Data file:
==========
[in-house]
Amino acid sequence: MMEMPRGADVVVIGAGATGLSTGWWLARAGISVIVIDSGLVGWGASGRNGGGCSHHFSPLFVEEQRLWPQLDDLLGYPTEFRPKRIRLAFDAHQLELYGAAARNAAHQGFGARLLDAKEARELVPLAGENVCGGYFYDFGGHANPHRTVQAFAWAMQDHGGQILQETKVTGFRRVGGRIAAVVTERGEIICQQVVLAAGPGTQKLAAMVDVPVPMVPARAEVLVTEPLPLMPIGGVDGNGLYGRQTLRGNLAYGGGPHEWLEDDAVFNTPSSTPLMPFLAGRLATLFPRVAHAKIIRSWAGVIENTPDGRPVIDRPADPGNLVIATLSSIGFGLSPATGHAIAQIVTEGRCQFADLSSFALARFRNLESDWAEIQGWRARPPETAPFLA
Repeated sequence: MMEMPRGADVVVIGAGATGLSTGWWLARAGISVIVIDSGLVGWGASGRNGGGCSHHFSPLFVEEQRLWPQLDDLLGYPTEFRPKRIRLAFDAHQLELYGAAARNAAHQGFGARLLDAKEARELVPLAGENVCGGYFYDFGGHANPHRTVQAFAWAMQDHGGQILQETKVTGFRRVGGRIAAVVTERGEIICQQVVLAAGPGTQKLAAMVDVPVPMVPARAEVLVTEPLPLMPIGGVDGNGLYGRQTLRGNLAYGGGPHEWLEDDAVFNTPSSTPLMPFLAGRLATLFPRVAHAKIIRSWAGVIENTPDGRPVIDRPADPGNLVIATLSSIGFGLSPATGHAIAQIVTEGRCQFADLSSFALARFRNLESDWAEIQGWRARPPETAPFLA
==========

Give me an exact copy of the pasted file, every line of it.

[in-house]
Amino acid sequence: MMEMPRGADVVVIGAGATGLSTGWWLARAGISVIVIDSGLVGWGASGRNGGGCSHHFSPLFVEEQRLWPQLDDLLGYPTEFRPKRIRLAFDAHQLELYGAAARNAAHQGFGARLLDAKEARELVPLAGENVCGGYFYDFGGHANPHRTVQAFAWAMQDHGGQILQETKVTGFRRVGGRIAAVVTERGEIICQQVVLAAGPGTQKLAAMVDVPVPMVPARAEVLVTEPLPLMPIGGVDGNGLYGRQTLRGNLAYGGGPHEWLEDDAVFNTPSSTPLMPFLAGRLATLFPRVAHAKIIRSWAGVIENTPDGRPVIDRPADPGNLVIATLSSIGFGLSPATGHAIAQIVTEGRCQFADLSSFALARFRNLESDWAEIQGWRARPPETAPFLA
Repeated sequence: MMEMPRGADVVVIGAGATGLSTGWWLARAGISVIVIDSGLVGWGASGRNGGGCSHHFSPLFVEEQRLWPQLDDLLGYPTEFRPKRIRLAFDAHQLELYGAAARNAAHQGFGARLLDAKEARELVPLAGENVCGGYFYDFGGHANPHRTVQAFAWAMQDHGGQILQETKVTGFRRVGGRIAAVVTERGEIICQQVVLAAGPGTQKLAAMVDVPVPMVPARAEVLVTEPLPLMPIGGVDGNGLYGRQTLRGNLAYGGGPHEWLEDDAVFNTPSSTPLMPFLAGRLATLFPRVAHAKIIRSWAGVIENTPDGRPVIDRPADPGNLVIATLSSIGFGLSPATGHAIAQIVTEGRCQFADLSSFALARFRNLESDWAEIQGWRARPPETAPFLA